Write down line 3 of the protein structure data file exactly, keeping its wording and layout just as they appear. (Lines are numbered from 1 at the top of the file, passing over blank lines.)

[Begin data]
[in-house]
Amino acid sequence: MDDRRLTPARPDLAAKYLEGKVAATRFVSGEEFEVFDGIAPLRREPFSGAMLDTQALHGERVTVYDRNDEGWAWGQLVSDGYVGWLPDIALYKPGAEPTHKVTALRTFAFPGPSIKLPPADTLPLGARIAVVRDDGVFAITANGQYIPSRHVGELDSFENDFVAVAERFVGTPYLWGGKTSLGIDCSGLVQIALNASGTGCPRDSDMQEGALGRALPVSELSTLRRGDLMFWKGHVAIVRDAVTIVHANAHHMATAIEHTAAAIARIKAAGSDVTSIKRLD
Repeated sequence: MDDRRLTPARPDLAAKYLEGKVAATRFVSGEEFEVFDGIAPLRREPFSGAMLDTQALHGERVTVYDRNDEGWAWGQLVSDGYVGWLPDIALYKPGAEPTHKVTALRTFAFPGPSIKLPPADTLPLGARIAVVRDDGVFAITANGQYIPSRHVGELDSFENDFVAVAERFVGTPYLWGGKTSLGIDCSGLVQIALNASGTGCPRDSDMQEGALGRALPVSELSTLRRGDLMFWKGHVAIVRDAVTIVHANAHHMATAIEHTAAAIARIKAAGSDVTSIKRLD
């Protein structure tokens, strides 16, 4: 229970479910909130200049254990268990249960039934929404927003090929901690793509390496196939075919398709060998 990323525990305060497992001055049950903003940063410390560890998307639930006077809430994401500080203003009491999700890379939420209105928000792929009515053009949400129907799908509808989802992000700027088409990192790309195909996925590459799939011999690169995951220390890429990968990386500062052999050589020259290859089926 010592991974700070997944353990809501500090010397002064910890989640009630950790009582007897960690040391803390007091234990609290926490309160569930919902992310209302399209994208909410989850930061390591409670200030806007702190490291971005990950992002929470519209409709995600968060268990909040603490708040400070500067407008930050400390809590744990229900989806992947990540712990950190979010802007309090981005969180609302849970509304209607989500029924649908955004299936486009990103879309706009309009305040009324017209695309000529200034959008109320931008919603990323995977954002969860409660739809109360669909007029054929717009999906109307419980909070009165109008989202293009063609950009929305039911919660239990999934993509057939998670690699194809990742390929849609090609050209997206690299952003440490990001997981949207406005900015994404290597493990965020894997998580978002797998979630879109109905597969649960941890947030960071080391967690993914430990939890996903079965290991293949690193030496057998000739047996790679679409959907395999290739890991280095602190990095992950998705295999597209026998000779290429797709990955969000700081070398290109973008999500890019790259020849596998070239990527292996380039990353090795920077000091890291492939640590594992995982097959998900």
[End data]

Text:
Repeated sequence: MDDRRLTPARPDLAAKYLEGKVAATRFVSGEEFEVFDGIAPLRREPFSGAMLDTQALHGERVTVYDRNDEGWAWGQLVSDGYVGWLPDIALYKPGAEPTHKVTALRTFAFPGPSIKLPPADTLPLGARIAVVRDDGVFAITANGQYIPSRHVGELDSFENDFVAVAERFVGTPYLWGGKTSLGIDCSGLVQIALNASGTGCPRDSDMQEGALGRALPVSELSTLRRGDLMFWKGHVAIVRDAVTIVHANAHHMATAIEHTAAAIARIKAAGSDVTSIKRLD